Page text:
Tall Iced Improvaccino

Today I improvised a scene at Starbucks. I played a "Rainman"-esque character who questioned another man about his "service dog." I started out by complimenting him about what a beautiful service dog he has. Then I asked him if the dog was helping him read the newspaper (obviously the dog wasn't because the newspaper was on the counter in front of the man, out of eye-level of the dog).
The man asked me if I was with the "Service Dog Police." I assured him that I was not. He then asked me "What does that sign say?" I read it aloud so everyone in the store could hear. "We welcome service dogs."
"What else does it say?" he asked me.
I looked at the small print. "No pets, please!" I cried, placing extra emphasis on the word "pets."
A little boy, oblivious to this inane altercation, came over to ask the man if he could pet the dog. Of course, the man obliged.
That's when I turned to the little boy. "One day when you grow up you can have a service dog and bring him to Starbucks."
The boy said, "Oh, I don't live around here."
"That's OK," I told him. "It's a California law anyway and you don't have to pay attention to it even if you are from here."



I don't have any memory of admiring flowering trees before I moved to Japan. Until I had lived in Los Angeles, I had no appreciation for how green my home state of New Jersey can be.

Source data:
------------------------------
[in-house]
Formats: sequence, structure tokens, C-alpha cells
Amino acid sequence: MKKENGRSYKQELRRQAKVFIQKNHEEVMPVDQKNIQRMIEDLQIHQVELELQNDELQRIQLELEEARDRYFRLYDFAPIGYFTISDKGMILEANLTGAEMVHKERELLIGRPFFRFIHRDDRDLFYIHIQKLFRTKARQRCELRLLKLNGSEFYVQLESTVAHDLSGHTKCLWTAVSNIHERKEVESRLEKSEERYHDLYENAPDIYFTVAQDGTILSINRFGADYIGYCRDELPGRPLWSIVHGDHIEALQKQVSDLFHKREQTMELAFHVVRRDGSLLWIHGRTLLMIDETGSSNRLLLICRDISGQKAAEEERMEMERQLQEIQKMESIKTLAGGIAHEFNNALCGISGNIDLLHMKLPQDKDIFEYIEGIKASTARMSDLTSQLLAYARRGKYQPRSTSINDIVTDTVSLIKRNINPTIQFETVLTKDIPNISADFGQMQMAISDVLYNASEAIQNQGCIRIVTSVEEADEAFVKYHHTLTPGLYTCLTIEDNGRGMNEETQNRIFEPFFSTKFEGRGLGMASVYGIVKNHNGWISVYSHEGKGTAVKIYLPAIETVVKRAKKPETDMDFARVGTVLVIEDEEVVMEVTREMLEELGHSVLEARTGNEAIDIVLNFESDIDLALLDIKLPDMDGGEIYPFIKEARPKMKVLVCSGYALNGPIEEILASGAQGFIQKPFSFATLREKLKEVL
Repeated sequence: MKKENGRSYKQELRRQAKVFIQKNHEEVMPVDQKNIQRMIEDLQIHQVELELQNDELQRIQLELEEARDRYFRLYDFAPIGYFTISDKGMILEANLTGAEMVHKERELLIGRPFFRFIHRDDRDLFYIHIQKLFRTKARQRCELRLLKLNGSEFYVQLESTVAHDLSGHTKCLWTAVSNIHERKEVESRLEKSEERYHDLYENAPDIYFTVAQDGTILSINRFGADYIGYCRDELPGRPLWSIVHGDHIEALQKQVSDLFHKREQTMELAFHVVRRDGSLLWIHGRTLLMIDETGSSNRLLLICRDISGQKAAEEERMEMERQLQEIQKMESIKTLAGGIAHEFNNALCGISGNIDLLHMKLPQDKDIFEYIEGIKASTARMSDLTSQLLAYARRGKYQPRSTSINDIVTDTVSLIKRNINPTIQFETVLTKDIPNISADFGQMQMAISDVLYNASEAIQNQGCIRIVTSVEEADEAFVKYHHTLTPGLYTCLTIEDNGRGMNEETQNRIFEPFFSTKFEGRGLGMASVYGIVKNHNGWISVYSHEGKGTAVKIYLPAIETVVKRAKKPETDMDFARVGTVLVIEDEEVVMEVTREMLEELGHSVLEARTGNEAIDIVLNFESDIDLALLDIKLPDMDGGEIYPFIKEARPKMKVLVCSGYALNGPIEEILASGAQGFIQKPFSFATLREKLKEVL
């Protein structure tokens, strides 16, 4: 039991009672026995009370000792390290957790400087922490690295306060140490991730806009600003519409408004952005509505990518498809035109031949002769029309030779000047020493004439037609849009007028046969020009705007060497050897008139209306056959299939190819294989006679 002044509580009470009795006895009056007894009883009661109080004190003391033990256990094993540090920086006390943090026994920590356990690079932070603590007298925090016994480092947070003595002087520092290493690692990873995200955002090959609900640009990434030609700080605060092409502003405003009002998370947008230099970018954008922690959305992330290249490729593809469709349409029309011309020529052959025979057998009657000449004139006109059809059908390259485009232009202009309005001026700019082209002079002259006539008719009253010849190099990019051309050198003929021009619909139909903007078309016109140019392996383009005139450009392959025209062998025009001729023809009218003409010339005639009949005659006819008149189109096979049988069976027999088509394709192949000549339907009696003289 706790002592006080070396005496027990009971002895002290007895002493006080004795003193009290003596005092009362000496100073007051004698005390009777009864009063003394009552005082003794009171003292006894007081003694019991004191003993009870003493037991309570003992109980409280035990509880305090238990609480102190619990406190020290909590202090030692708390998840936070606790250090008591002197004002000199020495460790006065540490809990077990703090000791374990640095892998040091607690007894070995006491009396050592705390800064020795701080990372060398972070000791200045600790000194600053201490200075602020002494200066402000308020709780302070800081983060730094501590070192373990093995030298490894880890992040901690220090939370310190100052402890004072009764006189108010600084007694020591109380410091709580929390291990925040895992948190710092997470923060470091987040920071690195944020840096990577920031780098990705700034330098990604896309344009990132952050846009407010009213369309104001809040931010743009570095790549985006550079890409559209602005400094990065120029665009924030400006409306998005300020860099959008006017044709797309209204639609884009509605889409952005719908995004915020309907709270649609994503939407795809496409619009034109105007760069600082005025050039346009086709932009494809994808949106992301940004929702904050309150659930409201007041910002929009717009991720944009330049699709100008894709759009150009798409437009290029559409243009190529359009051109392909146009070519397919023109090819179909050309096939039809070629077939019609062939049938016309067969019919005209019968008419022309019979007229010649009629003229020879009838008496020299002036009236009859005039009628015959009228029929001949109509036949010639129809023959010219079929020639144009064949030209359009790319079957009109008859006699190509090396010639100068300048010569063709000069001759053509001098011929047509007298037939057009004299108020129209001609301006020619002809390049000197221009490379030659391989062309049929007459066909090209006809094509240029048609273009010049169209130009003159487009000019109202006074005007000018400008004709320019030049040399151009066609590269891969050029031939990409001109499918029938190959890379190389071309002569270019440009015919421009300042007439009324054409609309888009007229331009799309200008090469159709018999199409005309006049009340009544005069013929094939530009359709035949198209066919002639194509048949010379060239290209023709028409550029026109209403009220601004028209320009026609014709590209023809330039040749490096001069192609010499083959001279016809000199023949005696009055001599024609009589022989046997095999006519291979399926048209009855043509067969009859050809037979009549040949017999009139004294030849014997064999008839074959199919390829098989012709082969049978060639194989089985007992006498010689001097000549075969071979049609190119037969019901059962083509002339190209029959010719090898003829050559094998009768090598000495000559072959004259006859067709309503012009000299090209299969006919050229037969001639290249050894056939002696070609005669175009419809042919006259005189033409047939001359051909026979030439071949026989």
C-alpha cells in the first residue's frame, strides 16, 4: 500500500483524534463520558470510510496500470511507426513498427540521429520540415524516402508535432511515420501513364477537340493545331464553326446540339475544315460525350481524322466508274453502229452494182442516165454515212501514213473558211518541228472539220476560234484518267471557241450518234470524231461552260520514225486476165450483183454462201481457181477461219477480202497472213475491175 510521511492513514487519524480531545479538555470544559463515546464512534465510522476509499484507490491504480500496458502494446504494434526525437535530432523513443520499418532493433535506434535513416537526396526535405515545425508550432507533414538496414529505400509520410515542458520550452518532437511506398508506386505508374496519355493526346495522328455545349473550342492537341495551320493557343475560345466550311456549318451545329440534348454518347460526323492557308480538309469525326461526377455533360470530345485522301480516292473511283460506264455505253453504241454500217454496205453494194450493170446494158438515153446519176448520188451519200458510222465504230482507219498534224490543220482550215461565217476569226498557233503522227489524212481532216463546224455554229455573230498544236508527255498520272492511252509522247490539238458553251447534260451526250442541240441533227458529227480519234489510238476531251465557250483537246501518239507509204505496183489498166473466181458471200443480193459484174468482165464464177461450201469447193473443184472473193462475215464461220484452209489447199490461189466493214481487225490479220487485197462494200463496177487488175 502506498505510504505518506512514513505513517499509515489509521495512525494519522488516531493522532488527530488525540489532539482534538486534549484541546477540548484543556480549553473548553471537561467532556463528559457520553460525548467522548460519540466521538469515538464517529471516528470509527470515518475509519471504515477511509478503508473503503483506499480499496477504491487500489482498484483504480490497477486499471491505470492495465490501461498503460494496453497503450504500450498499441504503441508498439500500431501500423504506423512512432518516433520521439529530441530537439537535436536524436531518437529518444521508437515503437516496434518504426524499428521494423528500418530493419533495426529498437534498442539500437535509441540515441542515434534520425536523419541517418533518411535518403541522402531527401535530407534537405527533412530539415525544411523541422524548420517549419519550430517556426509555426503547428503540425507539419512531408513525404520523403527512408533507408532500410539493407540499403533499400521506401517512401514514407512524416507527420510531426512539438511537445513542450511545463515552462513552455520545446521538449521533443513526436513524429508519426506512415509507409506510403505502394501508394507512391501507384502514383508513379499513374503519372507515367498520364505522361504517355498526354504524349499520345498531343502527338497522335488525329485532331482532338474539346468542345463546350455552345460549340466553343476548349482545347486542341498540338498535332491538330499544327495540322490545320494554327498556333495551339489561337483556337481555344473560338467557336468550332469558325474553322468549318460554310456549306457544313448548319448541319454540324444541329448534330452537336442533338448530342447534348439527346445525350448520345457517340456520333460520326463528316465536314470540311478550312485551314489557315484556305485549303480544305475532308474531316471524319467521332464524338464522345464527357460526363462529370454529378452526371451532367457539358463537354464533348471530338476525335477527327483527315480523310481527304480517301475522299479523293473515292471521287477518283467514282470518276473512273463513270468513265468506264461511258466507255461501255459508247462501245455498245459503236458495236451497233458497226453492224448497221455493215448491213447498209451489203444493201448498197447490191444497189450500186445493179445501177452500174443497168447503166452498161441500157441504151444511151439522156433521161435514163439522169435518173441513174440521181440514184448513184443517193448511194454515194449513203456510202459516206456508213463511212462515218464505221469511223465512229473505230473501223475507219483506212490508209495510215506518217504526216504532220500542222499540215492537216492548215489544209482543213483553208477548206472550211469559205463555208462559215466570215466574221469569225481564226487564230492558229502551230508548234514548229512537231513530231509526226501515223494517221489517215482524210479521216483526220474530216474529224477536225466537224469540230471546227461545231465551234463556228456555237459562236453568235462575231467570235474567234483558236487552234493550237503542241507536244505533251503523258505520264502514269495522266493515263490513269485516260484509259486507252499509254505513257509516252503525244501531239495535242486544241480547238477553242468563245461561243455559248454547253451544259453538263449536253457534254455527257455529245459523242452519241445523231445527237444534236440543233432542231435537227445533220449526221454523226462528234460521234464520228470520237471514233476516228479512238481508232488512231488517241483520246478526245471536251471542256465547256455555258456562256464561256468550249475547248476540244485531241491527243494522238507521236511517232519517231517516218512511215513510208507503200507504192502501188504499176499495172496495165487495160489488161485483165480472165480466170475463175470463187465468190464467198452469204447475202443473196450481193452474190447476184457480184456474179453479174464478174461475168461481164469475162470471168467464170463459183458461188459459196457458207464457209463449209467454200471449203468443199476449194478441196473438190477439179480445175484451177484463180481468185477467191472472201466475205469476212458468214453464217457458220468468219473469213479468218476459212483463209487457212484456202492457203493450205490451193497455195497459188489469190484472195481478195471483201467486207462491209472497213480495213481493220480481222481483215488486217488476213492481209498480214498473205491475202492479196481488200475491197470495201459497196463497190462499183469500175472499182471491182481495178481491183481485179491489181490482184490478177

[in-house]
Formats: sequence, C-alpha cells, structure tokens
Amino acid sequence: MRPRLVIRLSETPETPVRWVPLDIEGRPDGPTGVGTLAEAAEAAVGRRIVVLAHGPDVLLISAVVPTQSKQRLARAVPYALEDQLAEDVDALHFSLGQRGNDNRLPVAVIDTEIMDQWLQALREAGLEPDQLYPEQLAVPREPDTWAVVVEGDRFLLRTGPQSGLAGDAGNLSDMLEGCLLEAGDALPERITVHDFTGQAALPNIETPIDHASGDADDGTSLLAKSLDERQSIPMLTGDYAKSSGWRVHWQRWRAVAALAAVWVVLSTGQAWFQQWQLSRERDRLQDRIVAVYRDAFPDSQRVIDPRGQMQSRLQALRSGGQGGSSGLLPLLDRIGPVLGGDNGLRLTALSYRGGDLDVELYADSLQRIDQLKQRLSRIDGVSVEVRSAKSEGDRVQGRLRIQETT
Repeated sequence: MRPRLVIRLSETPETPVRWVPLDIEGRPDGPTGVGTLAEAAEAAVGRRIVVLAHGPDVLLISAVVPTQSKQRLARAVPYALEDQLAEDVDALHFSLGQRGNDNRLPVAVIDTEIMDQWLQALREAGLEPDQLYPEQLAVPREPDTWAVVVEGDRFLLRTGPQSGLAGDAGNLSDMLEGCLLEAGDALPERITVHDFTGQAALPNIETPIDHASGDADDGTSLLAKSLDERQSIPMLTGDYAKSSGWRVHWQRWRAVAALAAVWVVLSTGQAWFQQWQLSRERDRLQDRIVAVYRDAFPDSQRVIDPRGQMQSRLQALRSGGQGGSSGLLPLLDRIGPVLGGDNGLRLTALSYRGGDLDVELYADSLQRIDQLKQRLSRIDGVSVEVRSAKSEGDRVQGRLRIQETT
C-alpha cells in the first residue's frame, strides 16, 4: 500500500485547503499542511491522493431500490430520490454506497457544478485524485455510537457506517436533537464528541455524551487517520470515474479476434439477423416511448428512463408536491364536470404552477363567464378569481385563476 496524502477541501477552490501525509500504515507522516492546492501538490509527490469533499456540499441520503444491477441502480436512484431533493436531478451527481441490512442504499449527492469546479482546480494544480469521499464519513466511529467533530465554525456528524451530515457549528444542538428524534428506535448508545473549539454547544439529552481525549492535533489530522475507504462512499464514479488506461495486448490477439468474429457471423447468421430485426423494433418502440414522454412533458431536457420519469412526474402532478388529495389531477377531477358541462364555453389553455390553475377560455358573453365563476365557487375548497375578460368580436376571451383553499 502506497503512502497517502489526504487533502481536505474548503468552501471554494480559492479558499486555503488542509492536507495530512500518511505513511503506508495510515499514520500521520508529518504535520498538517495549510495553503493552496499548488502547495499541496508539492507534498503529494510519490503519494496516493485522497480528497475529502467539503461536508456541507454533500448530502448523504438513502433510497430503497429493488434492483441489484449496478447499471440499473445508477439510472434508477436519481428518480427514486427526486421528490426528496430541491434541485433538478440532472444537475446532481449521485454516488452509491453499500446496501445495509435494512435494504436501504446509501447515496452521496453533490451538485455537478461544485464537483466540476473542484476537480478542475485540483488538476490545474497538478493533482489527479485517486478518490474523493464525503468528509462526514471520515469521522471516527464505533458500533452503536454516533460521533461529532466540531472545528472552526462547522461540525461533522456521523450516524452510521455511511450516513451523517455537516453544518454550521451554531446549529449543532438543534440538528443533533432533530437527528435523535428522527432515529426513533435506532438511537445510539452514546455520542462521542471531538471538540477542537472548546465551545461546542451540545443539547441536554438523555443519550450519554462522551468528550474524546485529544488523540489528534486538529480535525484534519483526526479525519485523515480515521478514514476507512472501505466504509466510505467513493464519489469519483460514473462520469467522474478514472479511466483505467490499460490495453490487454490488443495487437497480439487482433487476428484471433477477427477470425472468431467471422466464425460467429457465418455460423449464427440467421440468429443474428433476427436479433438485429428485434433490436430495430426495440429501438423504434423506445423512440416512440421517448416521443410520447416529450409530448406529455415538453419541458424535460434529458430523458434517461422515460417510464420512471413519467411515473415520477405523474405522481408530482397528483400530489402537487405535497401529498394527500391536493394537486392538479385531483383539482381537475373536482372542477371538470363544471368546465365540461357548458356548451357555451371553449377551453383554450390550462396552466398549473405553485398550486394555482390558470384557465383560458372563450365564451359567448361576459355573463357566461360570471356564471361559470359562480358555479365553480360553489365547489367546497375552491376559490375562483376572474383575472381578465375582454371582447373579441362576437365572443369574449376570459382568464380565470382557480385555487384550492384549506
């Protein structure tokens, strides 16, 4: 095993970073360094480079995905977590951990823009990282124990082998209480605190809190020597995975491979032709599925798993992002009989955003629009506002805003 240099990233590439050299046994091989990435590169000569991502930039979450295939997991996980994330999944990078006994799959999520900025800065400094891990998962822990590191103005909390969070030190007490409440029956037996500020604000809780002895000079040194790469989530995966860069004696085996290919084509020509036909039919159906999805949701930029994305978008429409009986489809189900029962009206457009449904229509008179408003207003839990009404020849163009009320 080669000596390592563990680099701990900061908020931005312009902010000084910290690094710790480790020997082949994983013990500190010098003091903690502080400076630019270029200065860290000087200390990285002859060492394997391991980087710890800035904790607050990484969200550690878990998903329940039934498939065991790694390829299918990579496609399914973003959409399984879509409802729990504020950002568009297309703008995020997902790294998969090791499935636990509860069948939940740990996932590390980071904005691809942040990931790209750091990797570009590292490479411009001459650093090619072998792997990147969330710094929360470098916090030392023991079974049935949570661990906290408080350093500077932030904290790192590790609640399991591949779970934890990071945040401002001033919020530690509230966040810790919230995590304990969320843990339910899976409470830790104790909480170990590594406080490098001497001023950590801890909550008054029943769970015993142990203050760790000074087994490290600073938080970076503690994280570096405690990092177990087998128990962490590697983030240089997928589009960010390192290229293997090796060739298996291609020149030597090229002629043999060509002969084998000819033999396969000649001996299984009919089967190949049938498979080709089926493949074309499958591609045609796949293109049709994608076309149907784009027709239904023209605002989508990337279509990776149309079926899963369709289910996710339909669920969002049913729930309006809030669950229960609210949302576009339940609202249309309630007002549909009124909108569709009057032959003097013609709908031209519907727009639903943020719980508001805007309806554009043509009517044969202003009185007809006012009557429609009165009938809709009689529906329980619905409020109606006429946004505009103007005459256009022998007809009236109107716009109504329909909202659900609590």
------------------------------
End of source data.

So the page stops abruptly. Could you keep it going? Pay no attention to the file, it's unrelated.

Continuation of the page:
If you're around people who take notice of the little things, it rubs off on you. You suddenly start to see these things in such clear detail as if you've just gotten a new prescription in your eyeglasses. When you're around people who just take things for granted--people who don't see beauty in everything that makes up this reality--it becomes a challenge not to get sucked into that state of mind.

San Diego seems to be full of these trees that for most of the year look quite barren. Then suddenly they become an explosion of purple. They are neither common in Japan nor New Jersey. I'm red-green colorblind, and perhaps because (or maybe in spite) of this, purple comes across as extra vibrant to me.

Maybe people who have lived in Southern California all their lives don't notice these trees that litter that landscape with lavender. All I can see is a natural wonder worthy of a celebration.


Buddha for "You"

So I enter the meditation hall, take off my sandals, and look around the room. Several people are seated in chairs along one side of the room and the back wall. Only a few are cross legged on the cushions that line the floor. I pick a cushion that has an extra cushion on top, perfect for keeping me raised enough so my long legs don't fall asleep, and sit down. "Excuse me, I put that cushion there to sit on," says a woman sitting in a chair. 
"Oh," I reply. "Sorry."
I look up and see another high cushion. I go over to it and plop down.
"Excuse me, I put that there for him to sit on," says a man sitting in a chair next to his friend, who is also sitting in chair. "If you want an extra cushion, there are more in the corner," he adds.
Why the hell are you people sitting in chairs if you want to sit on a cushion?! And if there are extra cushions available, why do you care if I sit on "yours"?!
My mind raced with these thoughts as I went to take "my" extra cushion from the corner of the room.
Enlightened people crack me up sometimes.